iPod series of Personal Music Players
Should you get one, which is best for
you, and how much should you pay?
The iPod combines a
slick design with solid functionality.
iPod is available in four different model series - two full
size hard disk based versions (30GB and 80GB) plus three
very much smaller 'nano' iPods with 2GB, 4GB and 8GB
capacity on memory chips and a 1GB 'shuffle' that has been
largely obsoleted by the nano series. The most recent
addition is the new touch screen based iPod Touch units
(8GB, 16GB & 32GB).
This stylized promotional picture shows a latest
generation 30GB iPod - they are not normally this color, but
instead are either solid white or solid black.
Part of a series on the Apple
iPod - additional parts to be published in the following
First appearing in time for
Christmas sales in 2001, Apple's iPod has transformed the way
people listen to music, much the way the Sony Walkman did
decades earlier. The most recent units are now adding
video capabilities as well.
In what has sometimes been a
triumph of style over substance, the slick attractive units -
until recently only available in white - have become a must have
item for many people. Apple's very strong iPod branding has all but
obliterated other manufacturers and their competing products,
and a wide range of after-market accessories adds further to the
iPod's dominance, enabling Apple to keep prices high and generate massive
Here's what you need to know to
understand the Apple iPod and to decide which, if any, unit is
best suited for you.
(Note - it is helpful to read
about the latest
updates and changes to the iPod range after you've read
The Evolution of the Apple iPod
In mid 2001, Apple very astutely
identified a product category with no clear market leader
but which had a great deal of potential - portable, hard disk
based, digital music players. They decided
to develop a product to fill this opportunity.
Prior to then, digital
music players were either very low capacity using memory chips
rather than hard disks (eg with as little as 64MB of storage), or were expensive, bulky, and
poorly designed/built (such as could be fairly said of the early
Archos Jukebox unit reviewed here).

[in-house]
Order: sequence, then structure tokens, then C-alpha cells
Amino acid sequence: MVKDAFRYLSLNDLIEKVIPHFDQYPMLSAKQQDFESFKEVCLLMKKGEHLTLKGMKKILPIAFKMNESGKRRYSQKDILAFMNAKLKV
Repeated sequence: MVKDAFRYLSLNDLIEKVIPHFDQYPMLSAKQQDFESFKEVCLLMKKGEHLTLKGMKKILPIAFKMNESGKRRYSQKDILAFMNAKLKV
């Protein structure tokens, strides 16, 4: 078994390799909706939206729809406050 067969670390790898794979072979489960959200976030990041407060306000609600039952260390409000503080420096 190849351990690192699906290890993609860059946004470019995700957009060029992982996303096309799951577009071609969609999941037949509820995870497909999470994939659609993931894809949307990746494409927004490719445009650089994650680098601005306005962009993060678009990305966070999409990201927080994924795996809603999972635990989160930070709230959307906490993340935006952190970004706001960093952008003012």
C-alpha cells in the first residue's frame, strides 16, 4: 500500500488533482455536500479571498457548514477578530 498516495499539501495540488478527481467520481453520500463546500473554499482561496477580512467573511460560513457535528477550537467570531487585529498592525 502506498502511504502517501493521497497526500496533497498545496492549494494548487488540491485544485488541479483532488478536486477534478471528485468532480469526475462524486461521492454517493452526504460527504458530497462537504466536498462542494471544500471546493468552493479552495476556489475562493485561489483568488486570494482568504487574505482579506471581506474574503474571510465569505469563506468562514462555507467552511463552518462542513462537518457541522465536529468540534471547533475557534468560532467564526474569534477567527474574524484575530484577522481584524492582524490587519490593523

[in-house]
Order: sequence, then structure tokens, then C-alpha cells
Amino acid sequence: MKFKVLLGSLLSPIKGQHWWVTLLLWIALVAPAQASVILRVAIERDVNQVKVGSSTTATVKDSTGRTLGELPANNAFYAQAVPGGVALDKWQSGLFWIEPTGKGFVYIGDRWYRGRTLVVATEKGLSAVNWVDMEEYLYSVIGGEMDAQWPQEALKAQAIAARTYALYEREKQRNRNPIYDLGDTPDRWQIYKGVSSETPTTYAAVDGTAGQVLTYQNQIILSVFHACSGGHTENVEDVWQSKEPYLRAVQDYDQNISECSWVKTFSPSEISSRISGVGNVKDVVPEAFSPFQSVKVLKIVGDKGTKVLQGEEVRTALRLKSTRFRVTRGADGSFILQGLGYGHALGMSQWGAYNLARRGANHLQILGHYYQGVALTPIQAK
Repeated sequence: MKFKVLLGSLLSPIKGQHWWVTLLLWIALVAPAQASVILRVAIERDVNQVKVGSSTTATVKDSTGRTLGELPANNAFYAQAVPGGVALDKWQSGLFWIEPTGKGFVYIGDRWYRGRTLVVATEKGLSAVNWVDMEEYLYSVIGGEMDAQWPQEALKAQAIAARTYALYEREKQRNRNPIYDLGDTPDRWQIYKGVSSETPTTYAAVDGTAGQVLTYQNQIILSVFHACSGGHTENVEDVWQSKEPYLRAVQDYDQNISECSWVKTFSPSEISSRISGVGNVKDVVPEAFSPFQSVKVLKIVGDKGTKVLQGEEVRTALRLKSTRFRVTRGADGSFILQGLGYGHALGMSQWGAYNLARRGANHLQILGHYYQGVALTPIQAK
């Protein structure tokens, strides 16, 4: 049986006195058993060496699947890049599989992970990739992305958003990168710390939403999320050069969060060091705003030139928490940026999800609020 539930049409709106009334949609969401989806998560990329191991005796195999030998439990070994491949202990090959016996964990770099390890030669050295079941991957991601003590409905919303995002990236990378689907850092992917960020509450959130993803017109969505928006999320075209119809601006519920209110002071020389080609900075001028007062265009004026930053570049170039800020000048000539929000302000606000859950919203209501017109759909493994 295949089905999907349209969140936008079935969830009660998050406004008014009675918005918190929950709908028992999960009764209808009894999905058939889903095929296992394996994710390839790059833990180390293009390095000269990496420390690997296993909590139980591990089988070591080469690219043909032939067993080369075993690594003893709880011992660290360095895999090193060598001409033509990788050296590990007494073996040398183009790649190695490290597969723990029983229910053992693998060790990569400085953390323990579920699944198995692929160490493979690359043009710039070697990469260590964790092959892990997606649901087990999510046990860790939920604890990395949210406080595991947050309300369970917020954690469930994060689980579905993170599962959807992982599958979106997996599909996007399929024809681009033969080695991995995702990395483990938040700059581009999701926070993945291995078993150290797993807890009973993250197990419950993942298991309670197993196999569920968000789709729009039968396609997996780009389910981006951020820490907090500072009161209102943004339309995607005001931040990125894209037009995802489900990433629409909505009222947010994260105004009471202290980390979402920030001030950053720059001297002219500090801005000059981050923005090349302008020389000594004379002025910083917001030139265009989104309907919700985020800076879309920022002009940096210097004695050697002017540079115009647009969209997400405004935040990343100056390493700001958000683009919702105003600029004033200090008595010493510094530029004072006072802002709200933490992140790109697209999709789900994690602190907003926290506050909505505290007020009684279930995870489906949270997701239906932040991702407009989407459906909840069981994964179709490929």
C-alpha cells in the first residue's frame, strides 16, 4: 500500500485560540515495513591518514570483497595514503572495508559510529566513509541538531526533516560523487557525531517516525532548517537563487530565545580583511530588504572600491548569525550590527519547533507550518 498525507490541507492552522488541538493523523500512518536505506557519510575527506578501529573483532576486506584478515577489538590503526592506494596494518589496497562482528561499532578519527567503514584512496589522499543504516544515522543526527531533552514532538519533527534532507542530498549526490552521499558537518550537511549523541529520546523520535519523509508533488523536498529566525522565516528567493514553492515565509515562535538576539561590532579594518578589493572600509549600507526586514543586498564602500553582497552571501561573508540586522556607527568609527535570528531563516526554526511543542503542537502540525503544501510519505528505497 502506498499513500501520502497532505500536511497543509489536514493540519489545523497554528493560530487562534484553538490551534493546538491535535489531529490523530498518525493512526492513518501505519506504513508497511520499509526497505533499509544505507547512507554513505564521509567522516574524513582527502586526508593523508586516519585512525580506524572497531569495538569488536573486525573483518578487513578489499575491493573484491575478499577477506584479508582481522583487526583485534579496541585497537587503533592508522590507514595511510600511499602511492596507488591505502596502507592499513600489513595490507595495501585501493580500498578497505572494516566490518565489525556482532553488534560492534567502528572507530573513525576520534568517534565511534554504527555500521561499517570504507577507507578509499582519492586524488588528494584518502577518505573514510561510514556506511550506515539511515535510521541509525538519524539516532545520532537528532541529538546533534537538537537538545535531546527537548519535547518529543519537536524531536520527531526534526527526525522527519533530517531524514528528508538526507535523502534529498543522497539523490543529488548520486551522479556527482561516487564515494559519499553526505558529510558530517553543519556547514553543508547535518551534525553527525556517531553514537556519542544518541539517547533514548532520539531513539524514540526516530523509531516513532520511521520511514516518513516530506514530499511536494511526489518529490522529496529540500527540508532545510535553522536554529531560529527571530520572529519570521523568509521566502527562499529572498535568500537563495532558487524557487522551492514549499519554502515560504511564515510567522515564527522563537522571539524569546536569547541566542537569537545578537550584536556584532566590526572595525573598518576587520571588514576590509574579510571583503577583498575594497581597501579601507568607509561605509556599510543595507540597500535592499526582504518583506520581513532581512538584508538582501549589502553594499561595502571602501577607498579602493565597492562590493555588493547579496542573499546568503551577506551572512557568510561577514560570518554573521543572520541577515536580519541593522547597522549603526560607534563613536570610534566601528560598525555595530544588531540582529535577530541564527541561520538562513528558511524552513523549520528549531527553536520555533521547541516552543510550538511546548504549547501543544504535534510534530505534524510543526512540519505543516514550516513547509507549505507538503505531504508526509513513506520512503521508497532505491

Apple were offered a new
smaller size hard drive (1.8") that would enable them to make
smaller hard disk based players than other existing products, and felt their
design skills - both in terms of designing the hardware and the
software, their engineering skills, and their marketing skills
could all enable them to create a category leader, and perceived
the market for portable digital music players as ripe for
How spectacularly right they
were in that assessment. The iPod has captured the
imagination of millions of users, and is selling at a rate of as
many as 100,000 units every day, peaking in the first quarter of
2006 when 14,043,000 units were sold (over 150,000 units a day).
One can only guess at the profit content in each sale, but even
if it is only $10 a unit (and in reality the profit is likely to
be closer to $100 than $10, especially for the more expensive units) that
represents more than $1.5 million in added net corporate profit to
Apple every day.
iPod earnings are probably
the largest single factor in Apple's corporate profits these days.
In the most recent quarter available (Q3 2006) Apple reported a
quarterly profit of $472 million, with 8,111,000 iPods sold,
compared to 1,327,000 Mac computers. While the profit on a
Mac is certainly more than on an iPod, the six-fold greater
number of iPods suggests that Apple is becoming more
a digital music player based company than a computer company.
At present it is estimated
that iPods command about 75% of the total digital personal music
player market. Apple is weaker in the bottom end of the
market - low capacity solid state flash memory based players, but in the
upper end - hard drive based players - it probably has in excess
of 90% of the market, and with its new range of 'nano' solid